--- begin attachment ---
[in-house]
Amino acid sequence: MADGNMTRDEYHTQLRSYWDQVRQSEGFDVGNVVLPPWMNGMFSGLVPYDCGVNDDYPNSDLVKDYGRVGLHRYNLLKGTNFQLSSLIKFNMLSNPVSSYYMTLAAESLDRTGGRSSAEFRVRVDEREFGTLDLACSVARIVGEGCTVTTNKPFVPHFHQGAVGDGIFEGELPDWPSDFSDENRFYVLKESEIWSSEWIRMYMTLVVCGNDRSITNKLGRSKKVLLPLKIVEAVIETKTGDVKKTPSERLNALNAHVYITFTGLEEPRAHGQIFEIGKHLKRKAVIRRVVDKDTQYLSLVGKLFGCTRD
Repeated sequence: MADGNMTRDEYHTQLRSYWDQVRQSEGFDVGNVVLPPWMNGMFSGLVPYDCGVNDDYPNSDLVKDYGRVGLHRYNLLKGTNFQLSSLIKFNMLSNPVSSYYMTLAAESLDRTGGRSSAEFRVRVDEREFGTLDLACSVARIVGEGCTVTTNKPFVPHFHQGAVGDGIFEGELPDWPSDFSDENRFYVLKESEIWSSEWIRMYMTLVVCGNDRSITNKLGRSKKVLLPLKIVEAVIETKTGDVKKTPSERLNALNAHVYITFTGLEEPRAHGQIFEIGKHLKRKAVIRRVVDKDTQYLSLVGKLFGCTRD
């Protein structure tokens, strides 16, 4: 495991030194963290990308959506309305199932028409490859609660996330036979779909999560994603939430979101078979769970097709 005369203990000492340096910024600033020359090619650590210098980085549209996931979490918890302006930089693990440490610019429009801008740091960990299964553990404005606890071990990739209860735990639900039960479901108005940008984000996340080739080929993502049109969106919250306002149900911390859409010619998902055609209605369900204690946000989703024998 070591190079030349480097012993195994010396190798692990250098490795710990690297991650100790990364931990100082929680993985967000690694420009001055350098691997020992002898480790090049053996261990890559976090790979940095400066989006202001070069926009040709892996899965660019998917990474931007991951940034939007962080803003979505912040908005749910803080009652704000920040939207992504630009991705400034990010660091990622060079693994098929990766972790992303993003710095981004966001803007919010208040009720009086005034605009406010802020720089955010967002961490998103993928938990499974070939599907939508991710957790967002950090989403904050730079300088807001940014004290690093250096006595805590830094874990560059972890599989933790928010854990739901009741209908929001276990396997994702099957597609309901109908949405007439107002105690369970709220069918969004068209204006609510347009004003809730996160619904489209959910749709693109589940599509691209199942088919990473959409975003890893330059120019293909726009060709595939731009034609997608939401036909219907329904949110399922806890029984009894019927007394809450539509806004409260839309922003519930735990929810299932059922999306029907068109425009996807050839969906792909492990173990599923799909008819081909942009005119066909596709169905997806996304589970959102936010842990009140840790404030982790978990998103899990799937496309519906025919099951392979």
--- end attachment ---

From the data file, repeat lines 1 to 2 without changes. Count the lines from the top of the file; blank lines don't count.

[in-house]
Amino acid sequence: MADGNMTRDEYHTQLRSYWDQVRQSEGFDVGNVVLPPWMNGMFSGLVPYDCGVNDDYPNSDLVKDYGRVGLHRYNLLKGTNFQLSSLIKFNMLSNPVSSYYMTLAAESLDRTGGRSSAEFRVRVDEREFGTLDLACSVARIVGEGCTVTTNKPFVPHFHQGAVGDGIFEGELPDWPSDFSDENRFYVLKESEIWSSEWIRMYMTLVVCGNDRSITNKLGRSKKVLLPLKIVEAVIETKTGDVKKTPSERLNALNAHVYITFTGLEEPRAHGQIFEIGKHLKRKAVIRRVVDKDTQYLSLVGKLFGCTRD